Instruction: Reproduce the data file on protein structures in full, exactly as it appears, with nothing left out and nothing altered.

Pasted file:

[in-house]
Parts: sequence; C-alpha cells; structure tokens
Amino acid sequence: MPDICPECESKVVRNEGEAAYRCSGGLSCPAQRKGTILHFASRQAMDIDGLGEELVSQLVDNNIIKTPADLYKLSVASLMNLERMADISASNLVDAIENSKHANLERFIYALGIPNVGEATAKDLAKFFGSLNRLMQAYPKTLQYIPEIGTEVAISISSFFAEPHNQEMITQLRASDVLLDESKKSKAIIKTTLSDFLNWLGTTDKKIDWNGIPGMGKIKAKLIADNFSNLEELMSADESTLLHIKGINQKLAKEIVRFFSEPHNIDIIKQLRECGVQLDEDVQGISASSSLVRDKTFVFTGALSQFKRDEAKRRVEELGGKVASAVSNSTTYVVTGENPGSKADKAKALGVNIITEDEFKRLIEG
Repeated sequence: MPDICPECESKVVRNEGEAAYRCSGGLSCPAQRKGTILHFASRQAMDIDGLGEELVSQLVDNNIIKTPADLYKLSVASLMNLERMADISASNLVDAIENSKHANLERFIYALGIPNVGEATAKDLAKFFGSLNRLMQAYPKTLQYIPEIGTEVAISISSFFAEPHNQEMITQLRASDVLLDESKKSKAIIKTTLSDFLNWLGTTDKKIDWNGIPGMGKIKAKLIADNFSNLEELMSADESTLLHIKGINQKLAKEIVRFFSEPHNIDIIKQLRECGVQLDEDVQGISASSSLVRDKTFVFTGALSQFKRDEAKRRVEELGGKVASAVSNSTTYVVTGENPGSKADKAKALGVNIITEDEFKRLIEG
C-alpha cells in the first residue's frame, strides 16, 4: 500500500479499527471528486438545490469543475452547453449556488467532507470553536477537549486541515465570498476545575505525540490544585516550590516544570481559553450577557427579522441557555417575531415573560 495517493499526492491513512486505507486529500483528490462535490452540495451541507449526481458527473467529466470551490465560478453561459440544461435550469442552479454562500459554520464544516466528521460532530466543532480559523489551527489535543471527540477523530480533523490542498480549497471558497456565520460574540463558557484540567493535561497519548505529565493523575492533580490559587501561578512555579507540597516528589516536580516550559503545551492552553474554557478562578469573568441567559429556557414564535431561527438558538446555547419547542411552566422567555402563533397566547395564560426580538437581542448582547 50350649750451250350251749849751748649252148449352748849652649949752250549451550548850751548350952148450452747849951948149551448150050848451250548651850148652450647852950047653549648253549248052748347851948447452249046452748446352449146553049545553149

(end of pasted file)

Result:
[in-house]
Parts: sequence; C-alpha cells; structure tokens
Amino acid sequence: MPDICPECESKVVRNEGEAAYRCSGGLSCPAQRKGTILHFASRQAMDIDGLGEELVSQLVDNNIIKTPADLYKLSVASLMNLERMADISASNLVDAIENSKHANLERFIYALGIPNVGEATAKDLAKFFGSLNRLMQAYPKTLQYIPEIGTEVAISISSFFAEPHNQEMITQLRASDVLLDESKKSKAIIKTTLSDFLNWLGTTDKKIDWNGIPGMGKIKAKLIADNFSNLEELMSADESTLLHIKGINQKLAKEIVRFFSEPHNIDIIKQLRECGVQLDEDVQGISASSSLVRDKTFVFTGALSQFKRDEAKRRVEELGGKVASAVSNSTTYVVTGENPGSKADKAKALGVNIITEDEFKRLIEG
Repeated sequence: MPDICPECESKVVRNEGEAAYRCSGGLSCPAQRKGTILHFASRQAMDIDGLGEELVSQLVDNNIIKTPADLYKLSVASLMNLERMADISASNLVDAIENSKHANLERFIYALGIPNVGEATAKDLAKFFGSLNRLMQAYPKTLQYIPEIGTEVAISISSFFAEPHNQEMITQLRASDVLLDESKKSKAIIKTTLSDFLNWLGTTDKKIDWNGIPGMGKIKAKLIADNFSNLEELMSADESTLLHIKGINQKLAKEIVRFFSEPHNIDIIKQLRECGVQLDEDVQGISASSSLVRDKTFVFTGALSQFKRDEAKRRVEELGGKVASAVSNSTTYVVTGENPGSKADKAKALGVNIITEDEFKRLIEG
C-alpha cells in the first residue's frame, strides 16, 4: 500500500479499527471528486438545490469543475452547453449556488467532507470553536477537549486541515465570498476545575505525540490544585516550590516544570481559553450577557427579522441557555417575531415573560 495517493499526492491513512486505507486529500483528490462535490452540495451541507449526481458527473467529466470551490465560478453561459440544461435550469442552479454562500459554520464544516466528521460532530466543532480559523489551527489535543471527540477523530480533523490542498480549497471558497456565520460574540463558557484540567493535561497519548505529565493523575492533580490559587501561578512555579507540597516528589516536580516550559503545551492552553474554557478562578469573568441567559429556557414564535431561527438558538446555547419547542411552566422567555402563533397566547395564560426580538437581542448582547 50350649750451250350251749849751748649252148449352748849652649949752250549451550548850751548350952148450452747849951948149551448150050848451250548651850148652450647852950047653549648253549248052748347851948447452249046452748446352449146553049545553149